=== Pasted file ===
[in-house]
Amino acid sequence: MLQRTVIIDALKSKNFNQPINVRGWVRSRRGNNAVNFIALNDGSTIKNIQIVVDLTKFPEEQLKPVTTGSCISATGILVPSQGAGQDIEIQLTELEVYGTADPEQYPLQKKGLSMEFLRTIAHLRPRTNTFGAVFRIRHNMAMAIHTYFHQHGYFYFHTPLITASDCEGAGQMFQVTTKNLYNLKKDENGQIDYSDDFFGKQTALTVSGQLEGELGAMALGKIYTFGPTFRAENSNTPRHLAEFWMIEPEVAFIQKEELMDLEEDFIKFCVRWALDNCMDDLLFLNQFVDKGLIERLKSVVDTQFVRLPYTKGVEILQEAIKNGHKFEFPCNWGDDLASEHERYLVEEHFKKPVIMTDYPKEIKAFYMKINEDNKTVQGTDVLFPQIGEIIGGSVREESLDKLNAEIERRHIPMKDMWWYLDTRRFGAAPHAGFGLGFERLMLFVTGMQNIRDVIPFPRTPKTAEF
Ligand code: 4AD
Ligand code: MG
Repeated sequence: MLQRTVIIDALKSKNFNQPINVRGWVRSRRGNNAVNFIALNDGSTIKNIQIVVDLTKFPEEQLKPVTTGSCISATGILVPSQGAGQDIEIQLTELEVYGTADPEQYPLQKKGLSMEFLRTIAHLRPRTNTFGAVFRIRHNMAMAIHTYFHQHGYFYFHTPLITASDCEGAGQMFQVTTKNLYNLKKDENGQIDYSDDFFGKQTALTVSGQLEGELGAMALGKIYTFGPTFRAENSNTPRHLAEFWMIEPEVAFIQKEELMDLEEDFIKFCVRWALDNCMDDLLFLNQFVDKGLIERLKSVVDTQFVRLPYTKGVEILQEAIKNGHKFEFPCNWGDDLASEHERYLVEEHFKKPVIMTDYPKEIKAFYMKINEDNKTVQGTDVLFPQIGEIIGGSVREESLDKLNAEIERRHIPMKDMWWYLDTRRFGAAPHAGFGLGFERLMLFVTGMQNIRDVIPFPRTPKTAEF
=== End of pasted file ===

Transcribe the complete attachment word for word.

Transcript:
[in-house]
Amino acid sequence: MLQRTVIIDALKSKNFNQPINVRGWVRSRRGNNAVNFIALNDGSTIKNIQIVVDLTKFPEEQLKPVTTGSCISATGILVPSQGAGQDIEIQLTELEVYGTADPEQYPLQKKGLSMEFLRTIAHLRPRTNTFGAVFRIRHNMAMAIHTYFHQHGYFYFHTPLITASDCEGAGQMFQVTTKNLYNLKKDENGQIDYSDDFFGKQTALTVSGQLEGELGAMALGKIYTFGPTFRAENSNTPRHLAEFWMIEPEVAFIQKEELMDLEEDFIKFCVRWALDNCMDDLLFLNQFVDKGLIERLKSVVDTQFVRLPYTKGVEILQEAIKNGHKFEFPCNWGDDLASEHERYLVEEHFKKPVIMTDYPKEIKAFYMKINEDNKTVQGTDVLFPQIGEIIGGSVREESLDKLNAEIERRHIPMKDMWWYLDTRRFGAAPHAGFGLGFERLMLFVTGMQNIRDVIPFPRTPKTAEF
Ligand code: 4AD
Ligand code: MG
Repeated sequence: MLQRTVIIDALKSKNFNQPINVRGWVRSRRGNNAVNFIALNDGSTIKNIQIVVDLTKFPEEQLKPVTTGSCISATGILVPSQGAGQDIEIQLTELEVYGTADPEQYPLQKKGLSMEFLRTIAHLRPRTNTFGAVFRIRHNMAMAIHTYFHQHGYFYFHTPLITASDCEGAGQMFQVTTKNLYNLKKDENGQIDYSDDFFGKQTALTVSGQLEGELGAMALGKIYTFGPTFRAENSNTPRHLAEFWMIEPEVAFIQKEELMDLEEDFIKFCVRWALDNCMDDLLFLNQFVDKGLIERLKSVVDTQFVRLPYTKGVEILQEAIKNGHKFEFPCNWGDDLASEHERYLVEEHFKKPVIMTDYPKEIKAFYMKINEDNKTVQGTDVLFPQIGEIIGGSVREESLDKLNAEIERRHIPMKDMWWYLDTRRFGAAPHAGFGLGFERLMLFVTGMQNIRDVIPFPRTPKTAEF